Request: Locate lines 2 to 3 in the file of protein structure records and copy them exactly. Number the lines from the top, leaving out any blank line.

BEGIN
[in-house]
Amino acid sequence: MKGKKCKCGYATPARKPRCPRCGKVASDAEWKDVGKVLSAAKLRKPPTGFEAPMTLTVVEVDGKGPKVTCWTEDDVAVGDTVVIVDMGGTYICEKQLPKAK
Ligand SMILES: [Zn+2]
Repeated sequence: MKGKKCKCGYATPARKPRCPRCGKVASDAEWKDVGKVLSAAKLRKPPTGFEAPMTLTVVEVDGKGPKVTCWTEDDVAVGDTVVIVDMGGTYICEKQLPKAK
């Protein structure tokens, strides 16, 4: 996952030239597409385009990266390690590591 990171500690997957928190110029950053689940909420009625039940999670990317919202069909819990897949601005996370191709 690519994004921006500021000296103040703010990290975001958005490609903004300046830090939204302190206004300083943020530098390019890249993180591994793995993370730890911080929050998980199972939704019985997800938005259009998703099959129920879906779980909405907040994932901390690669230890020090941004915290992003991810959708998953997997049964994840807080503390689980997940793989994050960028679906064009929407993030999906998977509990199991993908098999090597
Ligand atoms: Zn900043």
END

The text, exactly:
Amino acid sequence: MKGKKCKCGYATPARKPRCPRCGKVASDAEWKDVGKVLSAAKLRKPPTGFEAPMTLTVVEVDGKGPKVTCWTEDDVAVGDTVVIVDMGGTYICEKQLPKAK
Ligand SMILES: [Zn+2]